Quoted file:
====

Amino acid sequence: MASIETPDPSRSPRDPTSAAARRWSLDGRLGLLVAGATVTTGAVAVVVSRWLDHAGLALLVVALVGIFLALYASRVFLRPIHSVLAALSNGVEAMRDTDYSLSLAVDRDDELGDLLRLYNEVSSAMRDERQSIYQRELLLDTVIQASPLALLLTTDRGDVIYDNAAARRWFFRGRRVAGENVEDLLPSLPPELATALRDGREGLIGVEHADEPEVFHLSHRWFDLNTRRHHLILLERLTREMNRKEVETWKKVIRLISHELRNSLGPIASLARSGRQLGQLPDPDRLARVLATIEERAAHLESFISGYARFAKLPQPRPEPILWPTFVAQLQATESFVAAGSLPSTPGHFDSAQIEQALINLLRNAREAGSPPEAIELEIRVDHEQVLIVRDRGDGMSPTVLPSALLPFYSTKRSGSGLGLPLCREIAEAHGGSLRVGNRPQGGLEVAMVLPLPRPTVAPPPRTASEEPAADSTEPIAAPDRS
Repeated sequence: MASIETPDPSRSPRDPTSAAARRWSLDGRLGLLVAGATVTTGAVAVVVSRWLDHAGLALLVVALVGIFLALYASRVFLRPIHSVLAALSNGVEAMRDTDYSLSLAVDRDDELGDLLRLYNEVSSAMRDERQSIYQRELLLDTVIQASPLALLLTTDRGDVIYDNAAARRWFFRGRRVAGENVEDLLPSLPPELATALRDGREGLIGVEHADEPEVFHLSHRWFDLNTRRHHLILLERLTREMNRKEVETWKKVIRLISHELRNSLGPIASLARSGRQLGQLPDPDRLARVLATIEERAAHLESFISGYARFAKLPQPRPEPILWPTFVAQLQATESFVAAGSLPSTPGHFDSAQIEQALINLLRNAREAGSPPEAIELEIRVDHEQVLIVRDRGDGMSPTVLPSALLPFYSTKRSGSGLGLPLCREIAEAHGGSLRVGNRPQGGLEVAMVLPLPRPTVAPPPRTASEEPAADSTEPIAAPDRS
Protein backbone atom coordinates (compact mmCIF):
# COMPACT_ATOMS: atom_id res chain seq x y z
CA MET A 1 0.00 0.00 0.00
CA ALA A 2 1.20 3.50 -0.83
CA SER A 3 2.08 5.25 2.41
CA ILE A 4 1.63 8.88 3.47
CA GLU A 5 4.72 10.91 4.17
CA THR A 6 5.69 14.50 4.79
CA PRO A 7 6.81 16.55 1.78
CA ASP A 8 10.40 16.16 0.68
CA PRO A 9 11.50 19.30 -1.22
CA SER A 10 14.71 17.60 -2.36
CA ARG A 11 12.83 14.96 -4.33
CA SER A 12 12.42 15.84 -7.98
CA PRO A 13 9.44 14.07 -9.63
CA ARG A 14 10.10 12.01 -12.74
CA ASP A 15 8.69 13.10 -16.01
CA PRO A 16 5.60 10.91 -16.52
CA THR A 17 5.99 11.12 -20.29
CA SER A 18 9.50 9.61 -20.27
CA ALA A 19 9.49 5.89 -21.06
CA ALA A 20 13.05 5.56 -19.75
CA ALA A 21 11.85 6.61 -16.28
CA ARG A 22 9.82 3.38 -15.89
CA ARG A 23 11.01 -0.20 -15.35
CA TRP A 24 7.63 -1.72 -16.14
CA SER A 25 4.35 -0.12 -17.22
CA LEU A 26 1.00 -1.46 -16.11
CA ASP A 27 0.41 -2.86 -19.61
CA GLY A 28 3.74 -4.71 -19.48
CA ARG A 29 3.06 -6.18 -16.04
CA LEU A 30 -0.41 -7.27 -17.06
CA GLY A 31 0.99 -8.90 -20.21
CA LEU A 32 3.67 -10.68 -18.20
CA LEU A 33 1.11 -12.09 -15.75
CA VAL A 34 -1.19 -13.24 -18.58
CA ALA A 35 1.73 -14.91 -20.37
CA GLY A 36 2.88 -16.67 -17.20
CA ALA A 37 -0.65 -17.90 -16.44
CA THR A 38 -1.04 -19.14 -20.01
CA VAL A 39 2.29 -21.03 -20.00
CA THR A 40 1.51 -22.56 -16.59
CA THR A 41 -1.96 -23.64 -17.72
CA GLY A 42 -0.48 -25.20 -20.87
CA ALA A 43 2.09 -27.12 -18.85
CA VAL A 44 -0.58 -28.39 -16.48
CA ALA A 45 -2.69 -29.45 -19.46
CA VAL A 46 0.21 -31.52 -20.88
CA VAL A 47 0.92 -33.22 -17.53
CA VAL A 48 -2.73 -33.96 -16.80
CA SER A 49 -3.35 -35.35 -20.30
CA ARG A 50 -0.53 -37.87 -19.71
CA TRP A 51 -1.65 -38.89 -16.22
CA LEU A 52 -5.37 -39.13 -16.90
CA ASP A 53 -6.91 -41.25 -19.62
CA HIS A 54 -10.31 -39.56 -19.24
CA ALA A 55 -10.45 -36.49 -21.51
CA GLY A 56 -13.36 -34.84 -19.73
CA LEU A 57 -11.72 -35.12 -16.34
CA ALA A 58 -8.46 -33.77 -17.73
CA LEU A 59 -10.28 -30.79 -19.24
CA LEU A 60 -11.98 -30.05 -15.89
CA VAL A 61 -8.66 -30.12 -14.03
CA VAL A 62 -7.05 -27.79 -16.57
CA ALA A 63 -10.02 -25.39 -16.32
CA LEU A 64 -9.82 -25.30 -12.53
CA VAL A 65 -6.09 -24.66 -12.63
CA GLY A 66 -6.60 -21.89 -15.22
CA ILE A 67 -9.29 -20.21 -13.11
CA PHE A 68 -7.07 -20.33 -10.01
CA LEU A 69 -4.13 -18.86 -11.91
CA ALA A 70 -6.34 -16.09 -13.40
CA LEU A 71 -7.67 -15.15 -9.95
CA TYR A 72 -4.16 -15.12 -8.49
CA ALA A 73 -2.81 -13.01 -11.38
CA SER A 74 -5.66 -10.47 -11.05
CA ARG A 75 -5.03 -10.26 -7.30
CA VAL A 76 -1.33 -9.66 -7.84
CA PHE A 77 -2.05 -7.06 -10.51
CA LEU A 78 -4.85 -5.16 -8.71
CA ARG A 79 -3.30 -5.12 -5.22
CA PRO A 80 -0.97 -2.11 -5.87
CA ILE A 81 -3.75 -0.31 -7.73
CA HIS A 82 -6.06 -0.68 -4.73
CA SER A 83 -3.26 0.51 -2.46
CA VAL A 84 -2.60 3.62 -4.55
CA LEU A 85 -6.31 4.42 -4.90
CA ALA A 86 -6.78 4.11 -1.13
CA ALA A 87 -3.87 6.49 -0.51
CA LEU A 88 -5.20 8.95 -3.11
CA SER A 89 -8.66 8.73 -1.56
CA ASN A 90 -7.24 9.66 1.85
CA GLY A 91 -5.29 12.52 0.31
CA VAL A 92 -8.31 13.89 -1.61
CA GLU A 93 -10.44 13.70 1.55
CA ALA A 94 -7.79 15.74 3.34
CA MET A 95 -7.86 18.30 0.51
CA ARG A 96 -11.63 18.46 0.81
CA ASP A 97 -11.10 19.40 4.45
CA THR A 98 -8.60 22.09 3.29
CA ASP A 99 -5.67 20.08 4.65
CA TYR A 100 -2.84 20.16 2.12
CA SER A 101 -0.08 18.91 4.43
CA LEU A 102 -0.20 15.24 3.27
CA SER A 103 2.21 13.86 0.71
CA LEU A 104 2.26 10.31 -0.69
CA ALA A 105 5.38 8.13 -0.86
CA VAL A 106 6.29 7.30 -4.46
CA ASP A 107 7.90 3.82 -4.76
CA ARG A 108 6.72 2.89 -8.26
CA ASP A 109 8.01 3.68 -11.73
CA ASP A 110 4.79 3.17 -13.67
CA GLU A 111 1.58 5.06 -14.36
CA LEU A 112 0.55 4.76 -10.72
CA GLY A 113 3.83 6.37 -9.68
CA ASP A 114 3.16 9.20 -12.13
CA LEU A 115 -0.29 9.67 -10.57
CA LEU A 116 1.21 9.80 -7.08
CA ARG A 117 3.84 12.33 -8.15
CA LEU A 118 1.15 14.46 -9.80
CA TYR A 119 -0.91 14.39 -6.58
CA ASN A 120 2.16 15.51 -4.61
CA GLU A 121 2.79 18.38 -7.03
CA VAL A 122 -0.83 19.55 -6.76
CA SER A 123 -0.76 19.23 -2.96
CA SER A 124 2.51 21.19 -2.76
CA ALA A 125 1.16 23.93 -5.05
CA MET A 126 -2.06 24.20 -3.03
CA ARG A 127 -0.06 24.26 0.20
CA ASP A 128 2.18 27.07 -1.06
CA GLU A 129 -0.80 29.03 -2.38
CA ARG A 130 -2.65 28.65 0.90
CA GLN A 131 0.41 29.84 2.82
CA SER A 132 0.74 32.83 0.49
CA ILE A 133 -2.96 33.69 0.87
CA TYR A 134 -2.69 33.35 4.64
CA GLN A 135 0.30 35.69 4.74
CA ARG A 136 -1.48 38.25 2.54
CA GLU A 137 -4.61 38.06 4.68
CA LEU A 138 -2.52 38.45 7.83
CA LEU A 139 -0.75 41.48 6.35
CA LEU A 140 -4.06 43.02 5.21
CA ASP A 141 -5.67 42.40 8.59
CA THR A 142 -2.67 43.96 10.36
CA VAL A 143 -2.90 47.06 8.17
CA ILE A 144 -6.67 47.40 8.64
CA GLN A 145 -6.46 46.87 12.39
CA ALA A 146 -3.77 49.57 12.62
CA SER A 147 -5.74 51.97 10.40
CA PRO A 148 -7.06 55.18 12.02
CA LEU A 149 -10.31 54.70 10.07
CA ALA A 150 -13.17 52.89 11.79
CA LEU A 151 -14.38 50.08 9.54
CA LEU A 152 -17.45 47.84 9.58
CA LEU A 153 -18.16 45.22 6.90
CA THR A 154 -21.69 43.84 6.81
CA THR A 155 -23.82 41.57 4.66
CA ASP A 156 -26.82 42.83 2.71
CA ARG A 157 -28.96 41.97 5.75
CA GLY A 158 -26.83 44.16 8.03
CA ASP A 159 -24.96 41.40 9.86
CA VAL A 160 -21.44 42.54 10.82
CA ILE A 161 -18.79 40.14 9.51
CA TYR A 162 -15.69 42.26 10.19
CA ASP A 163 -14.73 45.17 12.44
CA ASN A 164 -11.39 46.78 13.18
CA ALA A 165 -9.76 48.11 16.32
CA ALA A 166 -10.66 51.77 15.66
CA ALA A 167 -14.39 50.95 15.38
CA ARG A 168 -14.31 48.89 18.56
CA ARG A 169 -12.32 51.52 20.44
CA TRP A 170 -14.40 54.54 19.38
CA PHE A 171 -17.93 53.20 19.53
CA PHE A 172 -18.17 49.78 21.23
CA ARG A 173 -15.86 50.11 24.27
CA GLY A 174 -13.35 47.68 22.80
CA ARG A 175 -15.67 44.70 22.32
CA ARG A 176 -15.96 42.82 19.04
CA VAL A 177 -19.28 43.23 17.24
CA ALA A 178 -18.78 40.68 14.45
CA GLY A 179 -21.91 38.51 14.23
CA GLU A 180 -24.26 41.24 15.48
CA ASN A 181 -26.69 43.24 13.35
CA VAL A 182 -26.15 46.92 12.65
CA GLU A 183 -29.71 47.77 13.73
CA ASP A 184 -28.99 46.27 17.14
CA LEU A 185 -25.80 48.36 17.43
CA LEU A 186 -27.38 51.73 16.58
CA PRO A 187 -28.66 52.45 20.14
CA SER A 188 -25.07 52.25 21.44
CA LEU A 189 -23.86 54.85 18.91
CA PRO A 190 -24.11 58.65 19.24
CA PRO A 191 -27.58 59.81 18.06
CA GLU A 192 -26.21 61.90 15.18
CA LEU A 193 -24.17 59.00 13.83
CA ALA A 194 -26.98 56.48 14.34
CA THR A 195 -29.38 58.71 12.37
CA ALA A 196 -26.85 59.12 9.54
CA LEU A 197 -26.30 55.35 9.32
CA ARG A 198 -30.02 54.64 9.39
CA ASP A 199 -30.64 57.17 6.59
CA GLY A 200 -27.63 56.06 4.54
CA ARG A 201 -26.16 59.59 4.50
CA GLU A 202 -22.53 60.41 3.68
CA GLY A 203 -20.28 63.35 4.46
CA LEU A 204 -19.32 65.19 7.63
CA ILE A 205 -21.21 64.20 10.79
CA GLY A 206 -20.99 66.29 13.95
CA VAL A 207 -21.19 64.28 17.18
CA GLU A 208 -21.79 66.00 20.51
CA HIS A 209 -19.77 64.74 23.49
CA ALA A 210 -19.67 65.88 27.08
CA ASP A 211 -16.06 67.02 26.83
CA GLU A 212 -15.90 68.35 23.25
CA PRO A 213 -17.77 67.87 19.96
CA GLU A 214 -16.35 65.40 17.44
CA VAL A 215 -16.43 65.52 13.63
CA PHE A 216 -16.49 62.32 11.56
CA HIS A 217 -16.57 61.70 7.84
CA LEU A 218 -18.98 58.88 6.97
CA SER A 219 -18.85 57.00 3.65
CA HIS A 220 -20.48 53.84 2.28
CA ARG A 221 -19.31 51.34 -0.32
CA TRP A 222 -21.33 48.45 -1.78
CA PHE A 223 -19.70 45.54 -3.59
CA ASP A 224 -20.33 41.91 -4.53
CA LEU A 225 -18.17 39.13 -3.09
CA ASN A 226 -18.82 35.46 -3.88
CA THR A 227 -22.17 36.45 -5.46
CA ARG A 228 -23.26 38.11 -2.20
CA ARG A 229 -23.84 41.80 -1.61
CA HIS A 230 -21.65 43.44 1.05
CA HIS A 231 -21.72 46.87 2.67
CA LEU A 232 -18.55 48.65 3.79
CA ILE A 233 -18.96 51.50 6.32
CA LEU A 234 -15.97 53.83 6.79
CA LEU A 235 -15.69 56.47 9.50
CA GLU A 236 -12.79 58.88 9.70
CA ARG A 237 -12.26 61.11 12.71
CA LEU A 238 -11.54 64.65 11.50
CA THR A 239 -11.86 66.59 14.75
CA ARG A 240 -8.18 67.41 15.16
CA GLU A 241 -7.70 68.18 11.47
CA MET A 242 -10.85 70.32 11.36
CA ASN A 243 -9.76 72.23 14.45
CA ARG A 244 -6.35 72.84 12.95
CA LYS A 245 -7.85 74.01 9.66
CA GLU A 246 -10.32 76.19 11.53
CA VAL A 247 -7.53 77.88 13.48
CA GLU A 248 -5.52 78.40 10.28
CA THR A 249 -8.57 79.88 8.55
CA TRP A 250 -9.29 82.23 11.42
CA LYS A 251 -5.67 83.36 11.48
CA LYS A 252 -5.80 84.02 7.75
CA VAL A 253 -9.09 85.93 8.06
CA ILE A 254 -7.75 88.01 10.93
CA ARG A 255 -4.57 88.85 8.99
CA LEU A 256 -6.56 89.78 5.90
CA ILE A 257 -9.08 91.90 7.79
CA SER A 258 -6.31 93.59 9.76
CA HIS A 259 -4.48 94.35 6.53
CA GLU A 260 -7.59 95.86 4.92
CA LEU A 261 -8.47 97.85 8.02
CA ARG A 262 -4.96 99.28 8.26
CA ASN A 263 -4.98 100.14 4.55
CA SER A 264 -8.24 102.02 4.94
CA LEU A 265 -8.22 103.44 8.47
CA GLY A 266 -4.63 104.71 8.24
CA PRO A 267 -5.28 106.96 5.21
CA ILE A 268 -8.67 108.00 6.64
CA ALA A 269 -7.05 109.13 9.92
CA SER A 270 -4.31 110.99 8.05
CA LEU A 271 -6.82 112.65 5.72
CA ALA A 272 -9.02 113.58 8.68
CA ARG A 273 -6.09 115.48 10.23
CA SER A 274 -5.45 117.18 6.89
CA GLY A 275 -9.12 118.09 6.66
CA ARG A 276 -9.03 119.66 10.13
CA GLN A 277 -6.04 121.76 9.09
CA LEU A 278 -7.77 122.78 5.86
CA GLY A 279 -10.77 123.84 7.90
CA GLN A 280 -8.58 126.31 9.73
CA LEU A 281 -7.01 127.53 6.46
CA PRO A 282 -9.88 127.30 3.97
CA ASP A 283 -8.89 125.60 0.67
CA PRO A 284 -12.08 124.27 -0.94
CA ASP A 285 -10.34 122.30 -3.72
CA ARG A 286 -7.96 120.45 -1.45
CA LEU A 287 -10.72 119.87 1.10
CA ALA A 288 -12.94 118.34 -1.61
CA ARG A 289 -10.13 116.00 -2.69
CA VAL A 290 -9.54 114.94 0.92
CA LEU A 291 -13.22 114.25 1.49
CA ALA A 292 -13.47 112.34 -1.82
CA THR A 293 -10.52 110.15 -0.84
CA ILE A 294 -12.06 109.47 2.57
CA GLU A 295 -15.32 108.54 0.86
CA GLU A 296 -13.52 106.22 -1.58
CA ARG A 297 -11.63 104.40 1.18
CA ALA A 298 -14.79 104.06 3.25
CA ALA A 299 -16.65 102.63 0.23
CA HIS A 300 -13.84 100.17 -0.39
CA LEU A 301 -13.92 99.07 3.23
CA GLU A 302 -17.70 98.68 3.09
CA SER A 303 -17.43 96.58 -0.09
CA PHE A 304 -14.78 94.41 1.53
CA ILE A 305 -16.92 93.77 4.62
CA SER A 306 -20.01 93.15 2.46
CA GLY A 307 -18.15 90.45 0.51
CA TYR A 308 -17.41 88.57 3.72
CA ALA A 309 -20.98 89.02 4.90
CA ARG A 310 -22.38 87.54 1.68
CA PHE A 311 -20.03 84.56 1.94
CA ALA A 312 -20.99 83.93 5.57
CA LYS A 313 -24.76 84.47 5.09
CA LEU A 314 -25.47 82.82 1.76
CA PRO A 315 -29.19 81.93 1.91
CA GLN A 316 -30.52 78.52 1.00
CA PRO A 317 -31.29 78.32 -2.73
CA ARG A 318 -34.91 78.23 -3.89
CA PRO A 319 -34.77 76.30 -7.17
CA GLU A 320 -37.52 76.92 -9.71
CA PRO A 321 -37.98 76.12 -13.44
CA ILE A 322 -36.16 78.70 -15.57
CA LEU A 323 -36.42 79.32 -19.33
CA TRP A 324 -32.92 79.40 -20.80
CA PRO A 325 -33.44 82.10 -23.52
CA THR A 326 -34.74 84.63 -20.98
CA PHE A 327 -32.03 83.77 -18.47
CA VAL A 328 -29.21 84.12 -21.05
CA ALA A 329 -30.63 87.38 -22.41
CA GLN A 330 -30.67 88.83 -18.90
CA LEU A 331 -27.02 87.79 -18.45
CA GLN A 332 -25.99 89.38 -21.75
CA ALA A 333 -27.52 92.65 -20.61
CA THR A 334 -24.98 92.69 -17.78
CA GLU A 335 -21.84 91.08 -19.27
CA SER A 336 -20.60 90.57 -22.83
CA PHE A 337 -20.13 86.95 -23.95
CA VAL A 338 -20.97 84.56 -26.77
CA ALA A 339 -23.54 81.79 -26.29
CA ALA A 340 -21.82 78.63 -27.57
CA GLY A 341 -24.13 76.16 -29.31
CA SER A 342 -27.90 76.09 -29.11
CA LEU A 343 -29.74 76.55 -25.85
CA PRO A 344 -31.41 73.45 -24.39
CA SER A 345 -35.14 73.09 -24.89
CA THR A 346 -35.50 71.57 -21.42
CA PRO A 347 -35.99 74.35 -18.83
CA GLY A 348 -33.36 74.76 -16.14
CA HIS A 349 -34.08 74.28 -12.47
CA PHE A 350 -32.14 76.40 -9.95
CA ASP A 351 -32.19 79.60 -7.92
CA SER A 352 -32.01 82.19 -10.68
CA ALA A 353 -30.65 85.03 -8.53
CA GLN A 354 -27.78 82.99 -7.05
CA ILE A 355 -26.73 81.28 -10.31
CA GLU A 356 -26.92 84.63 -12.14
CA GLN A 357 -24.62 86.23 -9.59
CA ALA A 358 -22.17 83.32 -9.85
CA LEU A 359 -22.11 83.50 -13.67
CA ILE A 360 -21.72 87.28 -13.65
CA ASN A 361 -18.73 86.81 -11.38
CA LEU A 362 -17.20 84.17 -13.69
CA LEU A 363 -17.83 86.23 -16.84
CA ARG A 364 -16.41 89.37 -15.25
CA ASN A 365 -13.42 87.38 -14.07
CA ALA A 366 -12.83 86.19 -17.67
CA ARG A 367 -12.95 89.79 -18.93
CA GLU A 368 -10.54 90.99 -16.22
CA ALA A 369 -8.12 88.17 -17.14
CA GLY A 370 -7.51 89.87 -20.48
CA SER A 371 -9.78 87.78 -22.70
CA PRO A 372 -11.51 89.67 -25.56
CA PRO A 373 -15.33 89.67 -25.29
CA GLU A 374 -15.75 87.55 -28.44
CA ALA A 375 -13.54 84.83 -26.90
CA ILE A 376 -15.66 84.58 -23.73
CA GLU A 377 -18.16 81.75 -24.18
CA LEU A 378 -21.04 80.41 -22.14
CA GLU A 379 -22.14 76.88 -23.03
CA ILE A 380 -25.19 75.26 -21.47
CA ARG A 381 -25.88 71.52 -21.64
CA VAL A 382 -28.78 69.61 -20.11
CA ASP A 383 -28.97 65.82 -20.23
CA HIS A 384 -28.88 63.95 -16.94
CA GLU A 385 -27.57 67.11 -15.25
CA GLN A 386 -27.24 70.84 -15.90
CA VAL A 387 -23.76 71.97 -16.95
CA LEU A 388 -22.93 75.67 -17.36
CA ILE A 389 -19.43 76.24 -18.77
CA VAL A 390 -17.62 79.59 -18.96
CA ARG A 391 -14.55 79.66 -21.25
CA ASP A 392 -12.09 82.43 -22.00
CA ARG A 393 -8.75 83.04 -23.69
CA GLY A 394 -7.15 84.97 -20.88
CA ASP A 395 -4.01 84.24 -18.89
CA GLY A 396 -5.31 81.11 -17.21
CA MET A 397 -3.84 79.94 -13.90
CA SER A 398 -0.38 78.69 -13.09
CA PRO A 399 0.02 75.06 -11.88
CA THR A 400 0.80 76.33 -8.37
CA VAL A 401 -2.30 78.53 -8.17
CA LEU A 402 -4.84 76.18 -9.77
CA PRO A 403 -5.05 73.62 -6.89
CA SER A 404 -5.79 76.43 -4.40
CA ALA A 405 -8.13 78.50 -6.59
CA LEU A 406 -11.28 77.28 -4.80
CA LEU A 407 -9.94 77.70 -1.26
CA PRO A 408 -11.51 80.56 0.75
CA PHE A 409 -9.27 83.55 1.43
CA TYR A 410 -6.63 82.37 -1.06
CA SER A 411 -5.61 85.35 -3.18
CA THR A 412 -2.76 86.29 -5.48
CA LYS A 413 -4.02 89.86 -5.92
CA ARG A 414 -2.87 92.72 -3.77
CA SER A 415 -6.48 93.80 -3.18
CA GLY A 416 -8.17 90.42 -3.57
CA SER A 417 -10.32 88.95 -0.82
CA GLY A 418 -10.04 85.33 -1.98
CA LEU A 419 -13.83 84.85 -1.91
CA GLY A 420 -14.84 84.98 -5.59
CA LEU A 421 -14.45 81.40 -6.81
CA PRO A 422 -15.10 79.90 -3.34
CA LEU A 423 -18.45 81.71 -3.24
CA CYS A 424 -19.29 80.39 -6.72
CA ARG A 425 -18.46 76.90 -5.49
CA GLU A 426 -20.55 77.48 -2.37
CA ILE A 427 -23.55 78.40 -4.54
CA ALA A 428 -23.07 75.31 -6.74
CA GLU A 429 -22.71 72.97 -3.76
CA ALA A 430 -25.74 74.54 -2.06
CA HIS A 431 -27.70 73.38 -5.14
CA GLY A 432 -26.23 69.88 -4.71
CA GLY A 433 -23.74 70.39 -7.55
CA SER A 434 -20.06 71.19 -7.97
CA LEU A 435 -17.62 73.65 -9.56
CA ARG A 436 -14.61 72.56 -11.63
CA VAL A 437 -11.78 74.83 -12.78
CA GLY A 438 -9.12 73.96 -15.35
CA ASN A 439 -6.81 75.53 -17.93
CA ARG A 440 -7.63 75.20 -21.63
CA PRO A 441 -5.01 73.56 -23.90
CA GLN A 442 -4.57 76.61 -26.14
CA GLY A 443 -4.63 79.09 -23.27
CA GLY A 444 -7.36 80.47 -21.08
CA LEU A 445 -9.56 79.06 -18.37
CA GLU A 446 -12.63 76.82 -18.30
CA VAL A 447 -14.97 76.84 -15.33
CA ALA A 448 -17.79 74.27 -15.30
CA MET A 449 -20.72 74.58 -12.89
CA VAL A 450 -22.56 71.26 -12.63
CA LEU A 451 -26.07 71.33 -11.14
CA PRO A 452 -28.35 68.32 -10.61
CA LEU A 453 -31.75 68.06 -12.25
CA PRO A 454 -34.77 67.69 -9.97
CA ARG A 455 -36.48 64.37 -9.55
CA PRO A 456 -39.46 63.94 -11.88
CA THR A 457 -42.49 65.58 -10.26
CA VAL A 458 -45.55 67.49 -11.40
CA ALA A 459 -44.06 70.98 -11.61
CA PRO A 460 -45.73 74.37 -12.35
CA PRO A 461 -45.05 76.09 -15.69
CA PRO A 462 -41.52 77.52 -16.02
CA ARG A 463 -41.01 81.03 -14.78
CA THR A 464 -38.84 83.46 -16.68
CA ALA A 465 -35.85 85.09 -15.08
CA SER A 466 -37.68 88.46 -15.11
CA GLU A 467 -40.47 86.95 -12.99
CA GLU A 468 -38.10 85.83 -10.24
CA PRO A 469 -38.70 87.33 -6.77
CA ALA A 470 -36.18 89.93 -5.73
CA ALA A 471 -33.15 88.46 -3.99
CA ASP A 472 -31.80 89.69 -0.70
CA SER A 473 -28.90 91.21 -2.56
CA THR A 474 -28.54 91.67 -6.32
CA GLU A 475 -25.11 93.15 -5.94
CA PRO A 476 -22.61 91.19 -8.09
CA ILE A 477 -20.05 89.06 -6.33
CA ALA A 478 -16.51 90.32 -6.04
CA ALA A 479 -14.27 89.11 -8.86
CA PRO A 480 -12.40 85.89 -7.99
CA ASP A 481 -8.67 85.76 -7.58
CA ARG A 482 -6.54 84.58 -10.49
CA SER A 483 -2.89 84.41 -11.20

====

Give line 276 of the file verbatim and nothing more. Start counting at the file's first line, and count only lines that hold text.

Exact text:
CA ALA A 272 -9.02 113.58 8.68